Family History and Genetics Are Arthritis Risk Factors
Certain risk factors increase the chance of developing arthritis. Genetics and family history are among the risk factors. Researchers have associated specific genes with certain types of arthritis, such as HLA-B27 and HLA-DR4.
Should Your Children Be Tested?
Since there are blood tests that help diagnose arthritis, parents often wonder if their children could be tested for arthritis -- at least to know what the future may hold. When asked how useful it would be to obtain lab work on the children of adults with arthritis, rheumatologist Scott J. Zashin, MD, said, "I do not recommend testing the blood of children without clinical symptoms whose parents have arthritis. These children are more likely to test positive for rheumatoid factor, ANA, and HLA-B27 and never develop the rheumatologic condition. Typically, no more than 10% of children from a parent with arthritis will develop a similar problem. On the other hand, if a child presents with the signs and symptoms of a chronic arthritis such as rheumatoid arthritis, lupus, or ankylosing spondylitis, then it is quite reasonable to obtain the appropriate lab work."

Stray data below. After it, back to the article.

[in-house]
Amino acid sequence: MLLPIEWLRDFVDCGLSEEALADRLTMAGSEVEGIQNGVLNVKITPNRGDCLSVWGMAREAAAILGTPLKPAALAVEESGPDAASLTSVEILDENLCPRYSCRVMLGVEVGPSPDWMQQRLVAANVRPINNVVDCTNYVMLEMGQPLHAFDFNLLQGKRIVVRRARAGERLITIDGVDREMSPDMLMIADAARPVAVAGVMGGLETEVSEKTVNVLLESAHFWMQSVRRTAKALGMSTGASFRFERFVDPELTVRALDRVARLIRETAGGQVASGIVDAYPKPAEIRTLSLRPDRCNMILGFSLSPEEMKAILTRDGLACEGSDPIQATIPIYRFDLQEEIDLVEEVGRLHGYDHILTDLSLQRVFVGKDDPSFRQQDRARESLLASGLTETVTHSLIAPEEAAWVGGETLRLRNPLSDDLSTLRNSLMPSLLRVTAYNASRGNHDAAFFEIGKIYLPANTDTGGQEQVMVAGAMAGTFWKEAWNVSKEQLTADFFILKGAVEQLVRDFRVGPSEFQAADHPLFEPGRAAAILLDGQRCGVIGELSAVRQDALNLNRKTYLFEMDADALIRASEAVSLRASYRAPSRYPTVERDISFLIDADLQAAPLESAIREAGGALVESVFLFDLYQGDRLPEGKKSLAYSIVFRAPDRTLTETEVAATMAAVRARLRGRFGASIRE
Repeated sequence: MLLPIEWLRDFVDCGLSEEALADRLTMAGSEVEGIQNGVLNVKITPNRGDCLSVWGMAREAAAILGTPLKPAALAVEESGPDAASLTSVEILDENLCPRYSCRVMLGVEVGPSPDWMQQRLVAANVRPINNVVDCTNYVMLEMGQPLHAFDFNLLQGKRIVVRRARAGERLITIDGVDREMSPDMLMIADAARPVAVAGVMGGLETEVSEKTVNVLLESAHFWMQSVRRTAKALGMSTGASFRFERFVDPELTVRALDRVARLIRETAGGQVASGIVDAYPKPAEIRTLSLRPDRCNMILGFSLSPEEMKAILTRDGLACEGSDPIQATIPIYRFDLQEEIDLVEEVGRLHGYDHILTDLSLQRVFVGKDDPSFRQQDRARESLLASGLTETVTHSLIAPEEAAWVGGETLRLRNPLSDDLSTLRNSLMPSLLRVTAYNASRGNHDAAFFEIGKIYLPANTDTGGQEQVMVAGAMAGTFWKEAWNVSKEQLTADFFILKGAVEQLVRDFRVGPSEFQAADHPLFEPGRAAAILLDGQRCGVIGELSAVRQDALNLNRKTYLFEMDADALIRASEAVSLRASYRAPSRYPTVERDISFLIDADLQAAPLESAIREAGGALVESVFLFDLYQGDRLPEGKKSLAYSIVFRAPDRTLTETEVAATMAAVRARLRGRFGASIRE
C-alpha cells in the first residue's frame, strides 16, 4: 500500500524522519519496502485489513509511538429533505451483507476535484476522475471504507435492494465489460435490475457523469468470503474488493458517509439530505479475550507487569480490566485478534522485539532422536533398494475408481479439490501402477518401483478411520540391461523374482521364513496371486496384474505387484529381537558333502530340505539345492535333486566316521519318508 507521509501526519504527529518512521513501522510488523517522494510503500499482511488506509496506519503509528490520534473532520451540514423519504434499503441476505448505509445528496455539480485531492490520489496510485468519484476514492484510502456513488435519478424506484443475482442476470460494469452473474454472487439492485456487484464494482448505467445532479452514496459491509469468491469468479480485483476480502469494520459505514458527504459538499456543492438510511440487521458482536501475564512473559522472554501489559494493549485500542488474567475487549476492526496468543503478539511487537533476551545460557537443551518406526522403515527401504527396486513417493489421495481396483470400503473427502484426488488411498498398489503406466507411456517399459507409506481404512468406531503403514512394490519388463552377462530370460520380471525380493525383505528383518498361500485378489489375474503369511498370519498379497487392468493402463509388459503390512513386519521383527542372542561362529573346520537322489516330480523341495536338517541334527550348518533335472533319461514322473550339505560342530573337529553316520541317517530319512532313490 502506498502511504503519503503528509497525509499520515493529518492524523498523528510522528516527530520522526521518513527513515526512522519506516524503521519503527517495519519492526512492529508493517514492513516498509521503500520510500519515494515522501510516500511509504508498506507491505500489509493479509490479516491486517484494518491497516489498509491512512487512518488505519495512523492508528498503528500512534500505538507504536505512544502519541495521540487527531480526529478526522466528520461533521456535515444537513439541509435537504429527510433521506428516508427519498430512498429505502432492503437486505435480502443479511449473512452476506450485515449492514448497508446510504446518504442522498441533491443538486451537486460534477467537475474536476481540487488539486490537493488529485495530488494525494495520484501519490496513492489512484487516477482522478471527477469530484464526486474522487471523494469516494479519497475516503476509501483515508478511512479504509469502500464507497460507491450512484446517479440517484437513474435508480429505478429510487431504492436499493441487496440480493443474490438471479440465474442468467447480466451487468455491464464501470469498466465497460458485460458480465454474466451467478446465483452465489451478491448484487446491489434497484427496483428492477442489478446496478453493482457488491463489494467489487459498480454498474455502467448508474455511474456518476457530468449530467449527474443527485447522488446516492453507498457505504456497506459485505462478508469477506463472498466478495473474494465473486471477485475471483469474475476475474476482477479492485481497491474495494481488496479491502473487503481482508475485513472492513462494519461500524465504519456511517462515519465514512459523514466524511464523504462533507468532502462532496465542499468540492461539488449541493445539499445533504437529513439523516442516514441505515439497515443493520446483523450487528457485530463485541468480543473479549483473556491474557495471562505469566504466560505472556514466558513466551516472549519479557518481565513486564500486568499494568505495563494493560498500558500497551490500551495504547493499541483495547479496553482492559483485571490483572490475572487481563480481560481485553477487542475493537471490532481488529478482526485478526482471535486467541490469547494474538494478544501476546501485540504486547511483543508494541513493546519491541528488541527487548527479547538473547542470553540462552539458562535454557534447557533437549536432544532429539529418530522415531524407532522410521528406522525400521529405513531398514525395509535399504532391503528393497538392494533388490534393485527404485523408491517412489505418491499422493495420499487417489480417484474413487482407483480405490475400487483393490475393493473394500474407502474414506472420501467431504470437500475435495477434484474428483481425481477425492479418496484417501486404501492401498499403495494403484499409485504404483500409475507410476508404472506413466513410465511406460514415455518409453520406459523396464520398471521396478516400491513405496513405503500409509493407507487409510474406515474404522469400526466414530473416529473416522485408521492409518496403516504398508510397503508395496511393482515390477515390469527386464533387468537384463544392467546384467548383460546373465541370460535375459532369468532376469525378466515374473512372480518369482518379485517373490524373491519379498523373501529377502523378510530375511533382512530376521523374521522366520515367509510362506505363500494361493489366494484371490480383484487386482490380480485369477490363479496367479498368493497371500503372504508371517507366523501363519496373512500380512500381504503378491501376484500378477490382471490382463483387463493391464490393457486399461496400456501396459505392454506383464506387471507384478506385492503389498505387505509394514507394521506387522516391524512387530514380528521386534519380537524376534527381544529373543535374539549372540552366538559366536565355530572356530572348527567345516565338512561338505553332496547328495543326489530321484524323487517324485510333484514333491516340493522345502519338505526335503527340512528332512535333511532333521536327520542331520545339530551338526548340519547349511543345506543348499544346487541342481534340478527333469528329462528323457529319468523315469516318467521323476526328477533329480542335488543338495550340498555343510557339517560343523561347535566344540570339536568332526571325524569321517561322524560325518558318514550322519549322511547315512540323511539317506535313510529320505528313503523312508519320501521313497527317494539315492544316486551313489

Only test children if they are showing signs and symptoms of arthritis. Don't ignore arthritis warning signs but at the same time, don't impose your fears onto your children.
Dr. Zashin is clinical assistant professor at University of Texas Southwestern Medical School and an attending physician at Presbyterian Hospitals of Dallas and Plano. Dr. Zashin is author of Arthritis Without Pain - The Miracle Of TNF Blockers. The book is useful for anyone on one of the biologic drugs or considering the biologic drugs.